The same author mentions, that Leuce, then a promontory in the Smyrnéan gulf, had once been an island. This spot had on it a small town of the same name, founded in the second year of the ninety-ninth Olympiad, by Tachos, a Persian malcontent, who died soon after. The people of Cyme and of Clazomene contended for it, and agreed to submit their cause to the decision of the oracle at Delphi; when the Pythia gave Leuce to the claimant, which should first sacrifice there in the temple of Apollo. The Clazomenians were the more remote, but by their management obtained the place. Aristonicus, an illegitimate son of king Eumenes, got possession of it on the death of Attalus Philometor. The Roman consul, Crassus, was sent against him, and was killed fighting near it.

It happened, that our passage up and down the gulf was in the night; but when we sailed from Smyrna, the Inbat met us near the entrance, and we steered our boat into a small creek on the north side, below the Hermus, and an hour from Phoggia or Phocéa. We had there a view of the extremity of the plain, which is wide, low, and level, encircling the rocks once called the Myrmeces, and a small mountain or hill with a smooth top. This, it is believed,


was the island and promontory Leuce. A long spit now runs from it out into the sea.

On the coast, after Leuce, was anciently Phocéa, situated in a bay; the city oblong, the wall inclosing a space of two miles and five hundred paces, the sides then meeting, and forming as it were a wedge, which they called Lamptera, where it was one mile and two hundred paces wide. A tongue of land then running a mile out into the sea, and dividing the bay about the middle, formed two secure ports, one on each side of the isthmus ; that toward the south called Naustathmos; the other, which was near, Lamptera The present town* is seated on the tongue, within the isthmus, and the ancient site is called Palæ-Phoggia, or Old Phocéa. It has on the north four islets, one named St. George, lying before the harbour. Beyond Phocéa were the boundaries of Ionia and Æolia, less than two hundred stadia, or twenty five miles, from Smyrna.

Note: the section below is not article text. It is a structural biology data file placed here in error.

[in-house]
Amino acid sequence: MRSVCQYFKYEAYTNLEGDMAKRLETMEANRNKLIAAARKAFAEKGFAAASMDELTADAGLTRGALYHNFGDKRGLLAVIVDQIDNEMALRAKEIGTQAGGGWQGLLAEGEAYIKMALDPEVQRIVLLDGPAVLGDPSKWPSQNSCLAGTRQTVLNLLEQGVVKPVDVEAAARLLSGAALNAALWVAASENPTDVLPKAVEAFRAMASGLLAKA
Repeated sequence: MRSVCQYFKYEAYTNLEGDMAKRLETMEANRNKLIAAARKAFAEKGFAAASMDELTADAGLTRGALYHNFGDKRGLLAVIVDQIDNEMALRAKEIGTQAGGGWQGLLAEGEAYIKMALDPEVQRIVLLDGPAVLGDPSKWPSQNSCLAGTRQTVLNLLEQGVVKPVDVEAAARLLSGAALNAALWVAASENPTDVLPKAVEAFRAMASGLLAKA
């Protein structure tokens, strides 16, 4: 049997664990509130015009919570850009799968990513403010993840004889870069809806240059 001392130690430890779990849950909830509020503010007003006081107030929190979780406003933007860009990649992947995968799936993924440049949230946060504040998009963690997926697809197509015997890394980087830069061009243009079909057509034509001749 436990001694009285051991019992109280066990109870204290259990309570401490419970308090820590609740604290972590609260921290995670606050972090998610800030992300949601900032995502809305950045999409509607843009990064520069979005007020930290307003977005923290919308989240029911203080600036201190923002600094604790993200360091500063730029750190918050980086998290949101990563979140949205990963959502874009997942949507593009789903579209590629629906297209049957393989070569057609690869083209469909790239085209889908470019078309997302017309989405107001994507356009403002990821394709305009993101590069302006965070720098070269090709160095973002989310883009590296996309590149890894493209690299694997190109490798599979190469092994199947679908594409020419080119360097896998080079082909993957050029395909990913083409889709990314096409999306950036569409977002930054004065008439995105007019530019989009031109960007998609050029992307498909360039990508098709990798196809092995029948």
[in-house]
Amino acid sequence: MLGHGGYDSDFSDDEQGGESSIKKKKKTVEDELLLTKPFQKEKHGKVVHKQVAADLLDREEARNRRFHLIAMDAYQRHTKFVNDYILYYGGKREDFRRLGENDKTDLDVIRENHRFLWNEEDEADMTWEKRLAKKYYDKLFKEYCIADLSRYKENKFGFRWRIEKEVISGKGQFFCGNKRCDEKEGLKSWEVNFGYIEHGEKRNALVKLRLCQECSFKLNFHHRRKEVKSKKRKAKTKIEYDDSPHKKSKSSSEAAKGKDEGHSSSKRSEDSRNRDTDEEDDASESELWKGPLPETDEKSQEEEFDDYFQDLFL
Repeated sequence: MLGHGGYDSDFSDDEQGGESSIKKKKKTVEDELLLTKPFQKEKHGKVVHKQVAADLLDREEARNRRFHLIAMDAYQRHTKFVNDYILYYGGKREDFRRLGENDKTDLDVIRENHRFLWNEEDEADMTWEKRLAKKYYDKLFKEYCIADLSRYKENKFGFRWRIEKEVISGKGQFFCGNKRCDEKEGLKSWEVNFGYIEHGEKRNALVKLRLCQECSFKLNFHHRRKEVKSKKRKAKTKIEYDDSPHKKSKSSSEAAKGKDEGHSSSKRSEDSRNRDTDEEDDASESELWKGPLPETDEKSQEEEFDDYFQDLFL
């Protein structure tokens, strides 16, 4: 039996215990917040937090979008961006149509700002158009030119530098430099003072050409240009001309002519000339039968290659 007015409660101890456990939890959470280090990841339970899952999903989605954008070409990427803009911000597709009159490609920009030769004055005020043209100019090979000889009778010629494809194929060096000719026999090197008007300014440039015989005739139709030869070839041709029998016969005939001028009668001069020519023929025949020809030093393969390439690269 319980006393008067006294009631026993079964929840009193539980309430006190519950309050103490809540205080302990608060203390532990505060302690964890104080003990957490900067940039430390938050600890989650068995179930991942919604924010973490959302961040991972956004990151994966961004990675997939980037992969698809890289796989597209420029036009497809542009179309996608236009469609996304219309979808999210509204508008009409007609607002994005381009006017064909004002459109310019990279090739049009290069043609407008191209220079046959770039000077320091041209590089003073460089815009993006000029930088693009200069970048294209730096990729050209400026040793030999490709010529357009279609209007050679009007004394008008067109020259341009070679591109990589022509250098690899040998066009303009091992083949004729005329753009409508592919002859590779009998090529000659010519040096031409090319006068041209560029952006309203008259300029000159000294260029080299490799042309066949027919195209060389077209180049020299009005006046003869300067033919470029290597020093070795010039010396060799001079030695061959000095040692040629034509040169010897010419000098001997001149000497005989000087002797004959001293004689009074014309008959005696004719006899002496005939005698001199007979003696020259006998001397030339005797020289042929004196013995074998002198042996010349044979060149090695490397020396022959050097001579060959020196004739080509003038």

The river Hermus, by its influence on the gulf, has already effected great changes, and will gradually accomplish some signal alterations, of which the progress deserves to be accurately marked. The flats before Smyrna will mutually approach ; and, leaving only a narrow ingress, the city will be on a lake. This will be fed by the Meles, and by torrents, and in time become fresh. The plague of gnats will then, if possible, be multiplied at Smyrna. The land will continue to increase, until it is in a line with the mouth of the gulf, when the site of Clazomene and the islets within Kara-bornu, will be encompassed with soil; and, if no current intervene, Pho

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* See views in Le Brun, p. 166.

céa will be deprived of its harbour. The sea within the gulf will by degrees give place to a noble plain created and watered by the Hermus. Commerce will have then removed to some more commodious mart, and Smyrna be, if not utterly deserted, desolate and forlorn.


Our firhmanFirst journey from Smyrna- A tendour---Mild

ness of the winter at Smyrna-Return of the cranesWe prepare for another journey-Rumour of the plague-Confirmed -Our embarrassment-Our second journey-Method.

On our return to Smyrna, in the evening of the 18th of September, from a small excursion with a party of our countrymen, we were agreeably surprised to find the Anglicana arrived in the bay from Constantinople. The captain brought with him a firhman or travelling command, obtained for us from the Porte by the English ambassador. This instrument enjoined all the governors, the judges, the officers of the janizaries and of the revenue, to whom we should present it, not to molest us or our European servants, on any pretence, nor to exact tribute from us, but to protect and defend us, and permit us to prosecute our journies without obstruction, as they respected the imperial signature. It was dated about the middle of the moon Rebiulevvel, in the year of the Hegira 1178; or of September, 1764.

A small portion of the year yet remained not unfit for travelling. Finding our English bedding too cumbersome, we purchased thin mattresses stuffed with cotton, some tin ket